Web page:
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Israeli women and children have been freed by Hamas. But families of other hostages are in limbo

Alex Sherman has only been able to sleep a few hours each night since his son Ron was taken away from an army base close to Gaza on October 7 by Hamas militants. Because Ron is a soldier, Sherman worries the 19-year-old will be among the hardest to negotiate out of Gaza.

The retiree is desperate to be reunited with his son, but thinks fighting will resume before it happens. Hamas’ political leader in Gaza, Yahya Sinwar, “will keep Ron very close to him – my son is like a human shield,” he predicted.  It’s a fear shared by many families of soldiers abducted by Hamas.

Each weekend since the Hamas attacks, Sherman has taken part in a rally in Tel Aviv for the hostage families. This swelled in size on Saturday, as Israelis urged their government to work toward the release of all the hostages captured on October 7, and a potential extension of the current pause in fighting.

Under the truce agreement between Israel and Hamas, groups of Israeli citizens and other nationals have been freed from Gaza every day since Friday, while Israel has released Palestinian women and children detainees.

Qatar’s foreign ministry announced Monday that an agreement had been reached to extend the truce in Gaza by an additional two days.

Israel had earlier indicated that it would be open to a daily extension for every 10 new hostages released by Hamas after the four-day deal ends, with Prime Minister Benjamin Netanyahu describing the possibility as “welcome” when talking Sunday to US President Joe Biden.

Hamas had also expressed interest in extending the truce “through serious efforts to increase the number of those released from imprisonment as stipulated in the humanitarian ceasefire agreement.”

It’s a move which has the support of key nations, including the United States and Qatar, and would provide further respite for civilians in Gaza who have endured weeks of Israeli bombardment and a worsening humanitarian crisis.

Another potential complication is that Hamas does not itself hold all the Israelis abducted into Gaza. An estimated 40 to 50 are thought to be held by Palestinian Islamic Jihad, as well as other groups or individuals.

And despite international calls for a ceasefire that would bring sustained humanitarian relief to Gaza, the Israeli government has said it is committed to continuing the war until its goal of eliminating Hamas is achieved.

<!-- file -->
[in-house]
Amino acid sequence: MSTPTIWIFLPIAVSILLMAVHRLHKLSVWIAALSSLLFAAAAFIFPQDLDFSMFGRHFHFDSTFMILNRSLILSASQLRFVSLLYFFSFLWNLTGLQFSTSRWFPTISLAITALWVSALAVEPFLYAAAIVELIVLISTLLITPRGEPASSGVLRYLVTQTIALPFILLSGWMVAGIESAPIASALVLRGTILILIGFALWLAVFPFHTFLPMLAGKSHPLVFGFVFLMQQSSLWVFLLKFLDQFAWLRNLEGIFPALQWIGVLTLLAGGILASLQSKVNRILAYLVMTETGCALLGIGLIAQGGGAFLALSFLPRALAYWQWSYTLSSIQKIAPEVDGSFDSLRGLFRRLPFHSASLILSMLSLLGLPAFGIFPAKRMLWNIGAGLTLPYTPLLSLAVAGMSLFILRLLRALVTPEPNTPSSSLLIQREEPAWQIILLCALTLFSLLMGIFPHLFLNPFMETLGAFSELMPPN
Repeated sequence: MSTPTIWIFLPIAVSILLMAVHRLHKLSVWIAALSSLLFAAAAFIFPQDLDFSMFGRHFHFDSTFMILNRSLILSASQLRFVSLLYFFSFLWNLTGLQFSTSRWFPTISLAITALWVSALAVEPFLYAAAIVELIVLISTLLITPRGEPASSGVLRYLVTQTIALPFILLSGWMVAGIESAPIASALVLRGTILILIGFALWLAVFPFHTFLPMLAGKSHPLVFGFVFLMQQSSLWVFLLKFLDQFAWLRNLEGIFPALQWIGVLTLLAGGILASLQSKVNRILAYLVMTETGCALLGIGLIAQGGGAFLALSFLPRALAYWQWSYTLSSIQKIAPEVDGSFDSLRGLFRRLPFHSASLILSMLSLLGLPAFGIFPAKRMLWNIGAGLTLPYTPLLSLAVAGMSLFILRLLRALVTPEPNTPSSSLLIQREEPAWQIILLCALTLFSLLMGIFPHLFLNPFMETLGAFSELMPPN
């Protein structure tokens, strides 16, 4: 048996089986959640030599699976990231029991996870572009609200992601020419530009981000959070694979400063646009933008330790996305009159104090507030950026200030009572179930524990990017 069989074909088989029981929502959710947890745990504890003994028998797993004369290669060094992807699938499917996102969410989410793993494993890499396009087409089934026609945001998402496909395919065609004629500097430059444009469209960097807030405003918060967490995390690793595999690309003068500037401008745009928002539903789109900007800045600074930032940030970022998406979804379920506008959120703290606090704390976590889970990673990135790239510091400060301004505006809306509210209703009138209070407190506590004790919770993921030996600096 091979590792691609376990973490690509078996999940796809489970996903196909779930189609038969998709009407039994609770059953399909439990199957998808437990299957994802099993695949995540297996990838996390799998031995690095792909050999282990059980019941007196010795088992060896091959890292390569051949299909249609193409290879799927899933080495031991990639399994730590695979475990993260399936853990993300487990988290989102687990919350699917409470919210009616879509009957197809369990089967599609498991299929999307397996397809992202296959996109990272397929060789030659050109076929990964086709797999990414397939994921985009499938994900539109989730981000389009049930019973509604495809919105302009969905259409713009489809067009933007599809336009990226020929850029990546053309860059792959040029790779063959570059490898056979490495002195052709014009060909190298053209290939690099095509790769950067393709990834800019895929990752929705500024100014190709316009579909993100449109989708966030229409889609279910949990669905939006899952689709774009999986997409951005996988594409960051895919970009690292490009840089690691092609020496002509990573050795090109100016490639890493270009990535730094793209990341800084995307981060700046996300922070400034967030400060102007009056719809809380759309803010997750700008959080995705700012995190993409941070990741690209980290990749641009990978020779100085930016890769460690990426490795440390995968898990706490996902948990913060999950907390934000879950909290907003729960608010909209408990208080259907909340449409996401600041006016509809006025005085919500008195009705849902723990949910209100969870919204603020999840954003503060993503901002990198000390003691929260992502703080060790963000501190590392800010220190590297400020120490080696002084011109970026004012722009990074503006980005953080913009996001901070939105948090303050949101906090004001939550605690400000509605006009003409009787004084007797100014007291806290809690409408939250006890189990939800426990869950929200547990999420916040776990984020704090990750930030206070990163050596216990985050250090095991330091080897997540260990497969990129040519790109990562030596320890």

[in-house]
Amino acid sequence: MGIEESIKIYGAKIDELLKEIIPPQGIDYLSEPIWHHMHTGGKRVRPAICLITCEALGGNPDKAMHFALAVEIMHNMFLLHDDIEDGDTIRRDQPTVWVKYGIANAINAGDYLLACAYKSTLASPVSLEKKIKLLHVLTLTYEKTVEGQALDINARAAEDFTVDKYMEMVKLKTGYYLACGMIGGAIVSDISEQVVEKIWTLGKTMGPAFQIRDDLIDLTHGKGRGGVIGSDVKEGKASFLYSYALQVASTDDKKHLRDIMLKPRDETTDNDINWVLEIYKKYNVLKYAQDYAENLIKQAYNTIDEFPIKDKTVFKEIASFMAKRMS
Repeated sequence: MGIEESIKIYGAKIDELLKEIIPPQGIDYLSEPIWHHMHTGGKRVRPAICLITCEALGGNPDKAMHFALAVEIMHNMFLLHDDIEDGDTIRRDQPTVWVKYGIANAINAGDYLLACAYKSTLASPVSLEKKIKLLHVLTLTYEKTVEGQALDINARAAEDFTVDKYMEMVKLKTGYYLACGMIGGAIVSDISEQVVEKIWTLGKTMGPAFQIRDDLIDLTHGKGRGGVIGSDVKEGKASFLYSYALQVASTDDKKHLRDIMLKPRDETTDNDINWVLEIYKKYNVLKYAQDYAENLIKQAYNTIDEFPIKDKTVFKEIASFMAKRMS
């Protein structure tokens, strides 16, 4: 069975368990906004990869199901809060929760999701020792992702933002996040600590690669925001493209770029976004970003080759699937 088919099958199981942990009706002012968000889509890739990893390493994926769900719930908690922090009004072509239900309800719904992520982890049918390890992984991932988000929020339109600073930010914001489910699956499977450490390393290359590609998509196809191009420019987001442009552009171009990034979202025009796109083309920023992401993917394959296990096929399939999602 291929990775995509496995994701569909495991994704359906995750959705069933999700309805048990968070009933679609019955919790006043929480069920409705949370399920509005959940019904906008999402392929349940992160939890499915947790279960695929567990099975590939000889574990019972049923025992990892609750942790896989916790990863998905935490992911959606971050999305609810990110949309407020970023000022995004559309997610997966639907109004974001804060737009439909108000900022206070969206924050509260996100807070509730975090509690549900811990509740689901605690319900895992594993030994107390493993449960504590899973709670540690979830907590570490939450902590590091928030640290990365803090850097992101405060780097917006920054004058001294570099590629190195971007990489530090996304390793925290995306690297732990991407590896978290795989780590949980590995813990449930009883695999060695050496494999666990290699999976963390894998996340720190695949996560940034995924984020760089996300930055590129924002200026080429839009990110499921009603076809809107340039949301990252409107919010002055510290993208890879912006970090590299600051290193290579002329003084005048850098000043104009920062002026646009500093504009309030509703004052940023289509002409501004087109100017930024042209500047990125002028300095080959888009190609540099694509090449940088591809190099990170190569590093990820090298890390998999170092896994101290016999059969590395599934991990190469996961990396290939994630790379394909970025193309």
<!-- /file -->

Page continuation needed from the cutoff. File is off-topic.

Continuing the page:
Eyal said the Israeli public is largely behind the government’s war effort and is united in a desire to get as many hostages back as possible before “the second part of the war” begins.

What may come next in the war?

Once the truce is over, Israel is expected to continue its ground and air operation – and has already indicated that it could expand its focus to the south of the enclave. The Israel Defense Forces (IDF) dropped leaflets on parts of southern Gaza in mid-November, warning communities east of Khan Younis in southern Gaza to “head towards known shelters.” Large numbers of Gazans have already moved south, heeding earlier IDF warnings to leave the northern part of the strip.

However, Eyal said Hamas would be unlikely to agree to such a move. “Israeli cabinet ministers want that, the US wants that, Egypt wants that, and I presume many Palestinians in the Gaza Strip would want it too, but I am not sure it is going to happen,” he said.

Critics say Israel’s leaders have yet to provide a clear vision for post-war Gaza as they focus on eradicating Hamas from Gaza.  

According to Eyal, there is “consensus” within Israel that the war needs to end “with military control of the Gaza Strip.”

“Israel cannot survive in this region with Hamas just across the border,” Eyal added. A survey by the Israel Democracy Institute, conducted November 19-20, found that about half of all Jewish and Arab Israeli respondents believed the most important goal of Israel’s war on Hamas was securing the release of all hostages in Gaza. About a third of Jewish respondents said toppling Hamas was the most important goal, with a tenth citing “restoring deterrence” and 3% giving “distancing Gaza residents from Israel and creating a buffer zone,” as the most important aim. A majority of those surveyed did not believe the Israeli government has a clear plan of action for when the fighting in Gaza ends.

Nevertheless, whenever Israel’s war restarts, it will be amid mounting global diplomatic pressure to lessen the impact on civilians in Gaza, where the death toll has already surpassed 14,000, according to the enclave’s Hamas-controlled interior ministry.

On Saturday, US Defense Secretary Lloyd Austin told Israeli Minister of Defense Yoav Gallant that more humanitarian aid needed to get into Gaza – a logistical challenge given Israel’s campaign of airstrikes – and “that civilians must have safe areas to receive aid across Gaza, which will require deconfliction with the United Nations,” according to a readout of the call.

“It will be very difficult for the Israeli military to plan ahead around these conditions,” said Oren, of Haaretz.

“The real issue is that Israel has lost control of the (events) – it is up to others, from Sinwar to Biden, to decide the next course” of action, he added.

Stuck in the middle are the families of the hostages, who tread a fine line between maintaining pressure to secure their loved ones’ release and staying apolitical for the sake of the broad political church that supports and is part of the hostage family movement.

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